Facebook Inc. and Twitter Inc. said Tuesday that they have removed a number of accounts linked to an ongoing Iran-backed campaign to disseminate misleading content in the U.S. and other countries.
In a blog post, Nathaniel Gleicher, Facebook’s head of cybersecurity policy, said 51 Facebook accounts had been removed, as well as 36 Pages, seven Groups and three Instagram accounts. They were said to have originated in Iran and were involved with “coordinated inauthentic behavior.”
Gelicher said all of the purged accounts and pages were misleading people into thinking they were from the U.S. or Europe and sometimes impersonated media organizations from the Middle East.
“The individuals behind this activity also represented themselves as journalists or other personas and tried to contact policymakers, reporters, academics, Iranian dissidents and other public figures,” said Gleicher. “A number of these account owners also attempted to contact authentic Instagram accounts, some of which later posted content associated with this activity.”
The U.S. and U.K. were part of the campaign, focusing on politics and public figures, but politics and issues in the Middle East were also part of the campaign. Facebook said the cull came after a tip from U.S. cybersecurity firm FireEye Inc.
FireEye said in a blog post that it had spotted such inauthentic accounts posting content in support of Iranian political interests. Sometimes the accounts would pose as American personas and on occasion actual American politicians were impersonated.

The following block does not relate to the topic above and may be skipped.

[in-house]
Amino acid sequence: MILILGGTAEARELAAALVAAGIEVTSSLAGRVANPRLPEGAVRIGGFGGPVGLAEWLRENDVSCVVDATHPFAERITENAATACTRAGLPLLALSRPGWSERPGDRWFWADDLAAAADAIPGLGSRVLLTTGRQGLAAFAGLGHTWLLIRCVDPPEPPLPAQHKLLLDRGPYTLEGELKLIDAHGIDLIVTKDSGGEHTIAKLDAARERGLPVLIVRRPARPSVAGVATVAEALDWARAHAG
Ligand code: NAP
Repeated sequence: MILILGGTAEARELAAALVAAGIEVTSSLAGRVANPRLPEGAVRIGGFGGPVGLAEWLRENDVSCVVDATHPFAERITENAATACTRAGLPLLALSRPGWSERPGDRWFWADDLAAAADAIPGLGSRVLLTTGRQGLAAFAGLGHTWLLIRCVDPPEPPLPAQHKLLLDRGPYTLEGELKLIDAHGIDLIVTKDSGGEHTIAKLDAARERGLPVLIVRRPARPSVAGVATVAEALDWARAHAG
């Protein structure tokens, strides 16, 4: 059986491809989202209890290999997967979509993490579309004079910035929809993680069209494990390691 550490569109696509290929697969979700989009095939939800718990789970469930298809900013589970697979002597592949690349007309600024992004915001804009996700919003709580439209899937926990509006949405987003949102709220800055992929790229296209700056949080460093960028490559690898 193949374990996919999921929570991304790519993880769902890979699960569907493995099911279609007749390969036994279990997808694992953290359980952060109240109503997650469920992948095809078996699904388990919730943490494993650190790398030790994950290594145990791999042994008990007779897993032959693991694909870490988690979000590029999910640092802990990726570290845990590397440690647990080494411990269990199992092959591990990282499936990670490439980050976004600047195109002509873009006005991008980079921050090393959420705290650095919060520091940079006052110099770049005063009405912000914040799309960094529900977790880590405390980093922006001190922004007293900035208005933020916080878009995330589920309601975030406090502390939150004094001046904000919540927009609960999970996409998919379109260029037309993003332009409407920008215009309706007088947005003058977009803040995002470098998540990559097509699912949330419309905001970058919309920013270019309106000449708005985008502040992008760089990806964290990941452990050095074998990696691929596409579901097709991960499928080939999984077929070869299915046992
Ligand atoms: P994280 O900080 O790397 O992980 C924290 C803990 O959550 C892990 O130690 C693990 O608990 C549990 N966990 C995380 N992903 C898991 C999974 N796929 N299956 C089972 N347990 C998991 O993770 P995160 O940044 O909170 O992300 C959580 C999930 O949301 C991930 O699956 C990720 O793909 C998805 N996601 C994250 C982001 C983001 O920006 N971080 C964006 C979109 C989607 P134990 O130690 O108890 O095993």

“Personas in this network have also had material published in U.S. and Israeli media outlets, attempted to lobby journalists to cover specific topics, and appear to have orchestrated audio and video interviews with U.S. and U.K.-based individuals on political issues,” FireEye wrote.
The network also used Twitter, and it was found that Republican political candidates who ran for House seats in the 2018 midterms were impersonated. “These accounts appropriated the candidates’ photographs and, in some cases, plagiarized tweets from the real individuals’ accounts,” said FireEye.
Twitter said its investigation is ongoing, but since the beginning of May it has already removed 2,800 inauthentic accounts thought to have originated in Iran. Twitter, it seems, was upset with FireEye for publishing its investigation before it shared “information or insights with Twitter.” The company said it would publish its own investigation once it was finished.
Image: Blondinrikard Fröberg/Flickr
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